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With most wars, it is fairly easy to pinpoint beginning and ending dates. This is not so much the case with the Vietnam War. One well-known television documentary called this war the “10,000 Day War,” thus implying that it lasted nearly 30 years. Other sources have it lasting different lengths of time.
In one sense, the US was involved in the Vietnam War from 1954 to 1973. Vietnam had been a French colony before WWII. During that war, it was occupied by Japan. After the war, the French tried to reoccupy the territory but were resisted by Vietnamese nationalists/communists led by Ho Chi Minh. The French lost their war and withdrew in 1954. From then on, the US was closely involved in trying to prevent Ho and his people from gaining control of all of Vietnam. The country of Vietnam was split into North Vietnam, controlled by Ho and his movement and South Vietnam, controlled by a non-communist government supported by the US. The US gradually became more involved in military operations. The peak of US involvement was from 1965 through 1970, with all American troops removed in 1973.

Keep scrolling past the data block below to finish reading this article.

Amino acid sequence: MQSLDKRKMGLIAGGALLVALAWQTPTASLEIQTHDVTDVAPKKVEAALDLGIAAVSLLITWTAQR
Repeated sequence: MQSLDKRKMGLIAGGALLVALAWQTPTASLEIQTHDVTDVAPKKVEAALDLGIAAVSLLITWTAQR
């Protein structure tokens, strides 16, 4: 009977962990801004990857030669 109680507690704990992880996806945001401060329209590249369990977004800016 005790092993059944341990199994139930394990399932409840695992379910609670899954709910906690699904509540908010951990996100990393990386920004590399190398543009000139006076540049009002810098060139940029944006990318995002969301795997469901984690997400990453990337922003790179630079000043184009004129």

This war was significant in US history for two main reasons. First, it is the only war that the US ever clearly lost. Second, and more importantly, it was tremendously divisive. Americans were badly split over whether the country should even be involved in Vietnam. The war led to huge protests and helped cause a cultural split between traditional elements of US society and more liberal elements. This split lasts to the present. The war continues to haunt us because it implies that our power is limited and because of the fissures that it helped to cause and expose in our society.
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